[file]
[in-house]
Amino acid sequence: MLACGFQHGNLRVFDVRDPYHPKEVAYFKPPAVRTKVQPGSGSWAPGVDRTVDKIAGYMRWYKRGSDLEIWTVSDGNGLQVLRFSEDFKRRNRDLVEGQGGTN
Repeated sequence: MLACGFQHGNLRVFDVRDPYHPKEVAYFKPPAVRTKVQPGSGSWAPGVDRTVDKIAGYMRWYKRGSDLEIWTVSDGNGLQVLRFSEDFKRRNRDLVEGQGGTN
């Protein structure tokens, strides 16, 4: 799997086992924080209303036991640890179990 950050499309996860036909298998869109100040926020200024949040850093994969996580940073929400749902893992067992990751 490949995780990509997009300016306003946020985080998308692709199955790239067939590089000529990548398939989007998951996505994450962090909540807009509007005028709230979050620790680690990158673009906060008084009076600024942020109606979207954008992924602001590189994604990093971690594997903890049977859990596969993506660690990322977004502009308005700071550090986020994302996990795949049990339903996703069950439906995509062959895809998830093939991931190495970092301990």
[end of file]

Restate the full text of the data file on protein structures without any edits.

[in-house]
Amino acid sequence: MLACGFQHGNLRVFDVRDPYHPKEVAYFKPPAVRTKVQPGSGSWAPGVDRTVDKIAGYMRWYKRGSDLEIWTVSDGNGLQVLRFSEDFKRRNRDLVEGQGGTN
Repeated sequence: MLACGFQHGNLRVFDVRDPYHPKEVAYFKPPAVRTKVQPGSGSWAPGVDRTVDKIAGYMRWYKRGSDLEIWTVSDGNGLQVLRFSEDFKRRNRDLVEGQGGTN
């Protein structure tokens, strides 16, 4: 799997086992924080209303036991640890179990 950050499309996860036909298998869109100040926020200024949040850093994969996580940073929400749902893992067992990751 490949995780990509997009300016306003946020985080998308692709199955790239067939590089000529990548398939989007998951996505994450962090909540807009509007005028709230979050620790680690990158673009906060008084009076600024942020109606979207954008992924602001590189994604990093971690594997903890049977859990596969993506660690990322977004502009308005700071550090986020994302996990795949049990339903996703069950439906995509062959895809998830093939991931190495970092301990």